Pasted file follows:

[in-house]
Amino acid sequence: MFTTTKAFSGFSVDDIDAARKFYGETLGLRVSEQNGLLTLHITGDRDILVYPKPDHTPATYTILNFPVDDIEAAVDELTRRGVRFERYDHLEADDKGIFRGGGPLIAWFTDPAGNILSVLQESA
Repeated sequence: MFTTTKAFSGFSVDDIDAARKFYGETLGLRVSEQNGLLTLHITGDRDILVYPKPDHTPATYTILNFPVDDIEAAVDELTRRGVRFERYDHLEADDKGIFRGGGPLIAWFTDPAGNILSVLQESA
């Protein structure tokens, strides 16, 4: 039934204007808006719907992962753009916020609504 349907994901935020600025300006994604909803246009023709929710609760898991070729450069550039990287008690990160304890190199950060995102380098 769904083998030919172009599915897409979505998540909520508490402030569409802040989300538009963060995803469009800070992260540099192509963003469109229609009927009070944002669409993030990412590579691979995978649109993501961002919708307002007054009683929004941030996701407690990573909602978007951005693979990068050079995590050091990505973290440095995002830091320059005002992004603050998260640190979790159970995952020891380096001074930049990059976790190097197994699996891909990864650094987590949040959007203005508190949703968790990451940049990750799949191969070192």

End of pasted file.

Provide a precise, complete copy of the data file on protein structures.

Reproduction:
[in-house]
Amino acid sequence: MFTTTKAFSGFSVDDIDAARKFYGETLGLRVSEQNGLLTLHITGDRDILVYPKPDHTPATYTILNFPVDDIEAAVDELTRRGVRFERYDHLEADDKGIFRGGGPLIAWFTDPAGNILSVLQESA
Repeated sequence: MFTTTKAFSGFSVDDIDAARKFYGETLGLRVSEQNGLLTLHITGDRDILVYPKPDHTPATYTILNFPVDDIEAAVDELTRRGVRFERYDHLEADDKGIFRGGGPLIAWFTDPAGNILSVLQESA
């Protein structure tokens, strides 16, 4: 039934204007808006719907992962753009916020609504 349907994901935020600025300006994604909803246009023709929710609760898991070729450069550039990287008690990160304890190199950060995102380098 769904083998030919172009599915897409979505998540909520508490402030569409802040989300538009963060995803469009800070992260540099192509963003469109229609009927009070944002669409993030990412590579691979995978649109993501961002919708307002007054009683929004941030996701407690990573909602978007951005693979990068050079995590050091990505973290440095995002830091320059005002992004603050998260640190979790159970995952020891380096001074930049990059976790190097197994699996891909990864650094987590949040959007203005508190949703968790990451940049990750799949191969070192």